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A Brew For All Seasons

February 25, 2012 | Comments: 0 | Views: 160

Commercial breweries have all sorts of equipment at their disposal designed to control the climate at which their beer ferments. It could be one hundred degrees outside and they can still produce a clean, crisp lager. The home brewer is much more at the mercy of mother nature, and needs to work around her seasons if any measure of success is to be attained. In this article I will endeavor to share when to brew a particular beer to get the best from it.

Before we go in to when to brew what, let us have a quick look at how beer ferments. In a nutshell, malted barley or wheat is mixed with water (and hops but they don't ferment) and yeast in introduced. The moment the yeast comes in to contact with the sugar in the malt extract it begins to convert it to alcohol. Yeast does us a great service with the work it does and without it we wouldn't have our precious beer, but it can not be said that yeast is tough. Yeast is actually quite fragile. The two biggest factors to affect the quality of the alcohol produced are the hygiene applied to the process and the temperature at which we ferment. Every strain of yeast has a narrow temperature range it works in. Below that range the yeast will hibernate, which is no major problem as it can be woken up again with a bit of warmth and a gentle stir with a sterile paddle. In the lower half of this range the yeast will work well and produce it's best alcohol, and ideally this is temperature you will ferment your beer at. In the higher half of this range the yeasts will produce esters in the alcohol and these create a sweet fruity after taste which is a flaw in a flavor profile. Above this ideal temperature and the yeast will cook and perish, which is a problem.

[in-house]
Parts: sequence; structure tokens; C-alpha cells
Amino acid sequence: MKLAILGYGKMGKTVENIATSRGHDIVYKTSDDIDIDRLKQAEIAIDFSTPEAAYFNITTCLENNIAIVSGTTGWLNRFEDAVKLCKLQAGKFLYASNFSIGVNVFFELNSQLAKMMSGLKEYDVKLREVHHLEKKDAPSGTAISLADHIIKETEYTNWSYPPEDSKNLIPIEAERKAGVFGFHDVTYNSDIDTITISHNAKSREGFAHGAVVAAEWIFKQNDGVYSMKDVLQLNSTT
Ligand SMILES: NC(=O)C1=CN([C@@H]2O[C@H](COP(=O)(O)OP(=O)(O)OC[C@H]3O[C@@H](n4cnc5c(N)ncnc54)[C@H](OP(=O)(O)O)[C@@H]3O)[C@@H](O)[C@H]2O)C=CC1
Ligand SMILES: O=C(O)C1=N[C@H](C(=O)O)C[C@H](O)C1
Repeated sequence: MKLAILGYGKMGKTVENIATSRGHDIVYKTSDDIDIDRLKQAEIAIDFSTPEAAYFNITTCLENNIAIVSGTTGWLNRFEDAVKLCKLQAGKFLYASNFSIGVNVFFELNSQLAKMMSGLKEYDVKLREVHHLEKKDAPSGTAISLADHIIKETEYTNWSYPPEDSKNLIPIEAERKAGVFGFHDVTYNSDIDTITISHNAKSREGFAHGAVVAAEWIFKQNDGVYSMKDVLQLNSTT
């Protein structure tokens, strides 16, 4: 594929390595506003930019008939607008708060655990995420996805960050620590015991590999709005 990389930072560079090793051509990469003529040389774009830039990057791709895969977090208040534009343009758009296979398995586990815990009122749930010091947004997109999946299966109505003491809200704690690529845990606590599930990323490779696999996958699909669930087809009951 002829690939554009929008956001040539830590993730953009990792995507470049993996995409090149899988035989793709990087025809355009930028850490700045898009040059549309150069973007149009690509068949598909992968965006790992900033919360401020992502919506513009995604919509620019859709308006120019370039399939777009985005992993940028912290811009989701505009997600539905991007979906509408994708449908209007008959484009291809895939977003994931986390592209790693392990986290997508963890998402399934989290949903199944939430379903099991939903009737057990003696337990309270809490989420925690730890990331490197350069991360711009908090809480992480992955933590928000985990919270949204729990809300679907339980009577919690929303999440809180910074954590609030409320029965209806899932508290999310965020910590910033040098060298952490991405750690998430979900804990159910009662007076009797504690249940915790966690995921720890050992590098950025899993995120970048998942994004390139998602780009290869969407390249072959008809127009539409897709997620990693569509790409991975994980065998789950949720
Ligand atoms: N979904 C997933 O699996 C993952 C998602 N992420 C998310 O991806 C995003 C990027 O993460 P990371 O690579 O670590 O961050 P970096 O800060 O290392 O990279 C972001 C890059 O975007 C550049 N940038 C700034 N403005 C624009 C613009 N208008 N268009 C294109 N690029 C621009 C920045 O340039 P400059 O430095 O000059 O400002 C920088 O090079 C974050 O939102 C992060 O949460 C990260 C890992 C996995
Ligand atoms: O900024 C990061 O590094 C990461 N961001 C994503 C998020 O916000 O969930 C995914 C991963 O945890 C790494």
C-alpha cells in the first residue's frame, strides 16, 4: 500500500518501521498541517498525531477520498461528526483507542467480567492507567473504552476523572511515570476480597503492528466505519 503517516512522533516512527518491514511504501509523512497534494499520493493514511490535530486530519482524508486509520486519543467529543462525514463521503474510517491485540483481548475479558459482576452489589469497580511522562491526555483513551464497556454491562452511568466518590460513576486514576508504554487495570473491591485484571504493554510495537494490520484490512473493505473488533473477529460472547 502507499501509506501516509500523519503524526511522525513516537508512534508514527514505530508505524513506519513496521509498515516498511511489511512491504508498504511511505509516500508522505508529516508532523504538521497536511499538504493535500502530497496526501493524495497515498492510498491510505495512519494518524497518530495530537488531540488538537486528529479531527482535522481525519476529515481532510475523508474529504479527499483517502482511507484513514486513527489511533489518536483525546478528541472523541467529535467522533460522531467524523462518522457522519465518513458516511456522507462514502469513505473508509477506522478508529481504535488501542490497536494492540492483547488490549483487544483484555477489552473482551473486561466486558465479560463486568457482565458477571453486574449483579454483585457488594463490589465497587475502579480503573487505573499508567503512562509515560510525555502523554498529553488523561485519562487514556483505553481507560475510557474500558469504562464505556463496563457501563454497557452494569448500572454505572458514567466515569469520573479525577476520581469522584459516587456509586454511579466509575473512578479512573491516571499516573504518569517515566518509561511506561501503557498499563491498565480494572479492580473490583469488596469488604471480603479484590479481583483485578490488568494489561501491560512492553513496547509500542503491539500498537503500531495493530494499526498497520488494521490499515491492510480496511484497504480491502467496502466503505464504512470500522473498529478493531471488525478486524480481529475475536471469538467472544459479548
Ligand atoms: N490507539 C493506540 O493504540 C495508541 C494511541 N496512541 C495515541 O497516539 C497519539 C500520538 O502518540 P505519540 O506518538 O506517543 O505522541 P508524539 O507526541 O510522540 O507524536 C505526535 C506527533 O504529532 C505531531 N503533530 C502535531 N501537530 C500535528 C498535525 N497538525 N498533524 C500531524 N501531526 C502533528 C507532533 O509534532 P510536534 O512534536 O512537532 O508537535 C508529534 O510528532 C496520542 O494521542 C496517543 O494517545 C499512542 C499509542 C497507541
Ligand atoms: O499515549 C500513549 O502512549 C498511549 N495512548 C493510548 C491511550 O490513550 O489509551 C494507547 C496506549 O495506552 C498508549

So what are these ideal temperature ranges. Quite easily, yeast can be divided in to two families, Safale and Saflager. Safale yeasts are used to produce those sweeter beers like bitters, ales, stouts and pale ales. Saflagers are used to create pilsners and lagers and those beers from cold European countries like Germany and Holland.. They work as follows:

Safales work between 17 degrees Celsius and 30 degrees Celsius and ideally ferment at 19-20 degrees Celsius.

Saflagers work between 8 degrees Celsius and 22 degrees Celsius and ideally ferment at 12-13 degrees Celsius.

So what affects the temperature? The seasons do. To get the best out of your beer, you need to work with the ambient temperature instead of against it and this is just a matter of brewing in the right season. Consider this; it's the middle of winter and it's almost freezing outside, you have the heater on inside the house and it is doing a good job keeping your living room warm. The rest of the house is cold. Why not set up your fermenter in the laundry and use that cold temperature to brew some pilsners and lagers. By the end of winter you could have 100 to 200 bottles brewed. Put them somewhere cool to condition and by the time the wamer months arrive they will be ripe and ready to drink. What could be better than a nice refreshing lager after mowing lawn on a hot day?

The reverse scenario works just as well. It's summer time and it's hot outside, and warm inside. Now is the time to brew some red English Ales, some Stouts and some Pale Ales and store them away for those cold wintery nights. I enjoy nothing more than stout after a hot beef stew in the winter. I'm sure I'm not alone..

As was stated earlier, commercial breweries spend a lot of money on equipment to control the climate they brew in and they do this so they can produce the same product all year round. They can create the ideal temperature for the yeast. I don't know any home brewers with the same luxury.We have to match the yeast to the temperature.By doing so and allowing a suitable two to three month period in the bottle we ensure we always have a supply of our favorite brew, and we have it at it's best.

For more information on brewing your own beer visit my blog at

Source: EzineArticles
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